I wanted to display information on hover and filter search results on click. Most of the tutorials I saw focused on how to add event listeners to individual markers, but I eventually found an example that showed how to add a listener to and get the information from the event object. I also found out that you could add a title attribute and get a simple tooltip to display, which was great for confirming that I had the data all lined up properly.

Step 7: Cache the results

Testing with live data was a bit inconvenient because of occasional timeouts from the library website, so I decided to cache search results to the filesystem. I didn’t bother writing code for checking last modification time, since I knew it was just for demos and testing.

Step 8: Prettify the hover

The tooltip provided by title was a little bare, so I decided to spend some time figuring out how to make better information displays before taking screenshots for the presentation. I found an example that showed how to create and move an InfoWindow based on the event’s location instead of relying on marker information, so I used that to show the information with better formatting.

Step 9: Make the presentation

Here’s how I usually plan short presentations:

  1. Figure out the key message and the flow.
  2. Pick a target words-per-minute rate and come up with a word budget.
  3. Draft the script, checking it against my word budget.
  4. Read the script out loud a few times, checking for time, tone, and hard-to-say phrases.
  5. Annotate the script with notes on visual aids.
  6. Make visuals, take screenshots, etc.
  7. Record and edit short videos, splitting them up in Camtasia Studio by using markers so that I can control the pace of the video.
  8. Copy the script (or keywords) into the presenter’s notes.
  9. Test the script for time and flow, and revise as needed.

I considered two options for the flow. I could start with the personal use case (looking for new videos) and then expand from there, tying it into the library’s wider goals. That would be close to how I developed it. Or I could start with one of the hackathon challenges, establish that connection with the library’s goals, and then toss in my personal use case as a possibly amusing conclusion. After chatting about it with W- on the subway ride home from the library, I decided to start with the second approach. I figured that would make it easier for people to connect the dots in terms of relevance.

I used ~140wpm as my target, minus a bit of a buffer for demos and other things that could come up, so roughly 350 words for 3 minutes. I ran through the presentation a few times at home, clocking in at about 2:30. I tend to speak more quickly when I’m nervous, so I rehearsed with a slightly slower pace. That way, I could get a sense of what the pace should sound like. During the actual presentation, though, I was a teensy bit over time – there was a bit of unexpected applause. Also, even though I remembered to slow down, I didn’t breathe as well as I probalby should’ve; I still tend to breathe a little shallowly when I’m on stage. Maybe I should pick a lower WPM for presentations and add explicit breathing reminders. =)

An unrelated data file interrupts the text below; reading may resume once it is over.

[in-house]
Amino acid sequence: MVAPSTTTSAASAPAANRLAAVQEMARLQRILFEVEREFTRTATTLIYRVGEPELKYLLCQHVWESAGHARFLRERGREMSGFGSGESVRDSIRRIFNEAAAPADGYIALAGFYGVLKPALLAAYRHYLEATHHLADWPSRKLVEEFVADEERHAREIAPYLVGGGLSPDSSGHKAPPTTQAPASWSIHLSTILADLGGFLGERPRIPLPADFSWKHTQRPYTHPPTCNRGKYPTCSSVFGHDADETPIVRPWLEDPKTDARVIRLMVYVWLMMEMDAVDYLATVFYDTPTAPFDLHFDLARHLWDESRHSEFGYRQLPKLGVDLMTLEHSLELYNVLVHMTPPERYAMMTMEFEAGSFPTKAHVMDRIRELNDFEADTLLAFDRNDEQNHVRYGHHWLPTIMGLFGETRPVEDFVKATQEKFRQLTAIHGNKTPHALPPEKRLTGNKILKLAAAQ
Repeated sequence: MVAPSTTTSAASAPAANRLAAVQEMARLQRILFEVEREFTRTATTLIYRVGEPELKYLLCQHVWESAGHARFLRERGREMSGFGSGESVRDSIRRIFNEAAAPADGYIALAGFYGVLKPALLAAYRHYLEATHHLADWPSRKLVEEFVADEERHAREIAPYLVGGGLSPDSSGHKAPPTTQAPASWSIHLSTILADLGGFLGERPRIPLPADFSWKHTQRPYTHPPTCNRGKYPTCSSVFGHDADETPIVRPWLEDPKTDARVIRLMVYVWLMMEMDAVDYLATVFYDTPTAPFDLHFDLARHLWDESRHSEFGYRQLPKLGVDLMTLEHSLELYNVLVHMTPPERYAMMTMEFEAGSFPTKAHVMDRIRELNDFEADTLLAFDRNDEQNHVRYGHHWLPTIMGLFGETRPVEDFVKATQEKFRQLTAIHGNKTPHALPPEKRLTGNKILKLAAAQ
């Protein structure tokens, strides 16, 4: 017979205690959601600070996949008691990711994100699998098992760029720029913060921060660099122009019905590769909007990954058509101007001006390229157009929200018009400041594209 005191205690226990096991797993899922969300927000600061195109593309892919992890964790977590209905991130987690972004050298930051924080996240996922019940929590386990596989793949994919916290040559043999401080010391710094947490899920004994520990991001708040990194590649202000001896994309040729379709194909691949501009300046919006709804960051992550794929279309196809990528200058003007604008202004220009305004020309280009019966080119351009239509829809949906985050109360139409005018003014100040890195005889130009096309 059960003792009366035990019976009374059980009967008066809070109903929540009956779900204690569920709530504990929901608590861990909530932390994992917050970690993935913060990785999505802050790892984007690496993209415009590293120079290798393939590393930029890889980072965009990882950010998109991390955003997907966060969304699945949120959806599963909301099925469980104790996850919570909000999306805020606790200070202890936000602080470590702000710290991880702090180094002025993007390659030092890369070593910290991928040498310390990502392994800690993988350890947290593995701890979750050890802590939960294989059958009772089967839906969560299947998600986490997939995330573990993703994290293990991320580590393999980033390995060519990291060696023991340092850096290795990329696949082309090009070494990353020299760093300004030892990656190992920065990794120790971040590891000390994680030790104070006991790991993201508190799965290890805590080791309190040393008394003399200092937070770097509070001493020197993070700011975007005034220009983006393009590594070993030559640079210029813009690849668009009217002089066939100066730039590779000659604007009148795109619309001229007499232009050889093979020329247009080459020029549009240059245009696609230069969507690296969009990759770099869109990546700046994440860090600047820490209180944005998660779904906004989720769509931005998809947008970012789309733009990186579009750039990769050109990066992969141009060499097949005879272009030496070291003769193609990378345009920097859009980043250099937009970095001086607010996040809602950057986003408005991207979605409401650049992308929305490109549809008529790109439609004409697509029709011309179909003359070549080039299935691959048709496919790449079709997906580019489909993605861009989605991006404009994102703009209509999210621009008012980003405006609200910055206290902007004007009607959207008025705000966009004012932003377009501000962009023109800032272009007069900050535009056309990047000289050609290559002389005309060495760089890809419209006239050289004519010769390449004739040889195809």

I normally try to start with less material and then add details to fit the time. That way, I can easily adjust if I need to compress my talk, since I’ve added details in terms of priority. I initially had a hard time concisely expressing the problem statement and tying together the three examples I wanted to use, though. It took me a few tries to get things to fit into my word budget and flow in a way that made me happy.

Anyway, once I sorted out the script, I came up with some ideas for the visuals. I didn’t want a lot of words on the screen, since it’s hard to read and listen at the same time. Doodles work well for me. I sketched a few images and created a simple sequence. I took screenshots for the key parts I wanted to demonstrate, just in case I didn’t get around to doing a live demo or recording video. That way, I didn’t have to worry about scrambling to finish my presentation. I could start with something simple but presentable, and then I could add more frills if I had time.

Once the static slides were in place, I recorded and edited videos demonstrating the capabilities. Video is a nice way to give people a more real sense of how something works without risking as many technical issues as a live demo would.

I had started with just my regular resolution (1366×768 on my laptop) and a regular browser window, but the resulting video was not as sharp as it could have been. Since the presentation template had 4:3 aspect ratio, I redid the video with 1024×768 resolution and a full-screen browser in order to minimize the need for resizing.